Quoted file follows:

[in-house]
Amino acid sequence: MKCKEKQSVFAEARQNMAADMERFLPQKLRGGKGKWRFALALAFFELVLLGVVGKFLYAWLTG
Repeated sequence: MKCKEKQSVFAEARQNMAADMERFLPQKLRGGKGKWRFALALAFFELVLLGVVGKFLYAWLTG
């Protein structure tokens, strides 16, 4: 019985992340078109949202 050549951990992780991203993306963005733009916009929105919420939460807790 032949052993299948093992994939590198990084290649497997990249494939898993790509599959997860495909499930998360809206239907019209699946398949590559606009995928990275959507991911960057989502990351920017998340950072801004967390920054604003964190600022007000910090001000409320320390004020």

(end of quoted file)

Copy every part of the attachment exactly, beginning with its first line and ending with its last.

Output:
[in-house]
Amino acid sequence: MKCKEKQSVFAEARQNMAADMERFLPQKLRGGKGKWRFALALAFFELVLLGVVGKFLYAWLTG
Repeated sequence: MKCKEKQSVFAEARQNMAADMERFLPQKLRGGKGKWRFALALAFFELVLLGVVGKFLYAWLTG
């Protein structure tokens, strides 16, 4: 019985992340078109949202 050549951990992780991203993306963005733009916009929105919420939460807790 032949052993299948093992994939590198990084290649497997990249494939898993790509599959997860495909499930998360809206239907019209699946398949590559606009995928990275959507991911960057989502990351920017998340950072801004967390920054604003964190600022007000910090001000409320320390004020």